NEW DELHI: As a tradition, Delhi skies are studded with kites of various shapes and sizes just as Independence Day approaches. Flying kites has become a symbol of freedom, with both the young and the old taking part in kite-flying competitions either on their rooftops or empty grounds. Young kids rushing to kite shops to buy kites and charkhis is a common sight.
However, it is not entirely a happy picture. Some of the strings used for these kiteflying competitions are coated with glass and metal. These are popularly known as the ‘Chinese manjha’ in the market. The string can prove fatal if it strikes around the neck. In recent years many people including children have lost their lives because of it, prompting the government to ban it in 2017 in Delhi.
The National Green Tribunal ordered a total ban on manjha made of nylon or any other synthetic material in 2017 as well. As Independence Day nears, the use of drones and paragliders have already been banned by the Delhi Police. Now, the police is keeping a constant vigil on the sale of glass-coated manjha in the market.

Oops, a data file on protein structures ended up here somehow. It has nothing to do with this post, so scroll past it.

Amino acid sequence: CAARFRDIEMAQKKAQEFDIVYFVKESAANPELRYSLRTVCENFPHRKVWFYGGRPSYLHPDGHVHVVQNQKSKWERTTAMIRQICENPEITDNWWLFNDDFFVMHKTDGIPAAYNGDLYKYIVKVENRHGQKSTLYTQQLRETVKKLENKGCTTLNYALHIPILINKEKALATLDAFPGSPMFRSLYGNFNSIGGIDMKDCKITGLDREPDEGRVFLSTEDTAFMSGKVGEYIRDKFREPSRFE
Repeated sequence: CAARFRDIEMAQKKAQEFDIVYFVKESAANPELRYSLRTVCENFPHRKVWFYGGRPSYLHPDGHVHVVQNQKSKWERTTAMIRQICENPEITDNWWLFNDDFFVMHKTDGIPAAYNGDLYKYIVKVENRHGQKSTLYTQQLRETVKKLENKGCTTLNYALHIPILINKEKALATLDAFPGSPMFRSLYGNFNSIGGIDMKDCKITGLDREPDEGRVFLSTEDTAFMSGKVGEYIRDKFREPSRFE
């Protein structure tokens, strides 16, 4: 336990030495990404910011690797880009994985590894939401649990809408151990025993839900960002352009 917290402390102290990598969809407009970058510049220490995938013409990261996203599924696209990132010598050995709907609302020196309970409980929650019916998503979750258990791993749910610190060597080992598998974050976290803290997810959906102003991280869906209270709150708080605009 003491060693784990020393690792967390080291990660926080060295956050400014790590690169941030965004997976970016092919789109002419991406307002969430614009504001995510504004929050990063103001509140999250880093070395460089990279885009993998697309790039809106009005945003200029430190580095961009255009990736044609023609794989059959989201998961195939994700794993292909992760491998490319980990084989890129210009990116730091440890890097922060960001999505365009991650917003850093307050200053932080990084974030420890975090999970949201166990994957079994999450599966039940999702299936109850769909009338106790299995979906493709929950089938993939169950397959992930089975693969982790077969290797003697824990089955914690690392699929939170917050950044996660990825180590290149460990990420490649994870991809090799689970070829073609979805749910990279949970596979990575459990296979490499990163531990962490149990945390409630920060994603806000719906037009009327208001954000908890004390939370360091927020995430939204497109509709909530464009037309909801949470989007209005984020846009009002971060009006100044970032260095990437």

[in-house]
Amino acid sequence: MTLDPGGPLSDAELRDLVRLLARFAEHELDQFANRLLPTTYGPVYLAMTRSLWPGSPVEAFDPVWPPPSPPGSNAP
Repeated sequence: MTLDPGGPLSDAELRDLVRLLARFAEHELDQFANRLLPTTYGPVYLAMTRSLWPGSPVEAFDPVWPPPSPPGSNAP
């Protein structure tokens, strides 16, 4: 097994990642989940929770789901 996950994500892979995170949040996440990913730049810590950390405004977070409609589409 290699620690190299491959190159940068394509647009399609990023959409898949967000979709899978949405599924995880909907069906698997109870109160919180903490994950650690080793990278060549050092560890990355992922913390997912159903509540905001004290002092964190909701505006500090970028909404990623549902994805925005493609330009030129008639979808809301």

“Using kite thread made out of plastic, nylon or similar synthetic materials are popularly known as ‘Chinese manjha’ or any other thread coated with glass or metallic powder causes injury to humans and birds which at times proves fatal. Such deaths and incidents have been seen in the past few years,” said an official.
Several police stations in have been asked to escalate vigil in their areas around kite shops and see if rules are being flouted and the banned manjha is being secretly sold or purchased.
“Any person found selling the metallic powder or nylon or plastic majhas would be booked under section 188 of the IPC,” said the officer. Surprise raids are also being conducted at various shops in different parts of the city. Most of the manjha supplies in Delhi come from Bareilly, Meerut and even Noida.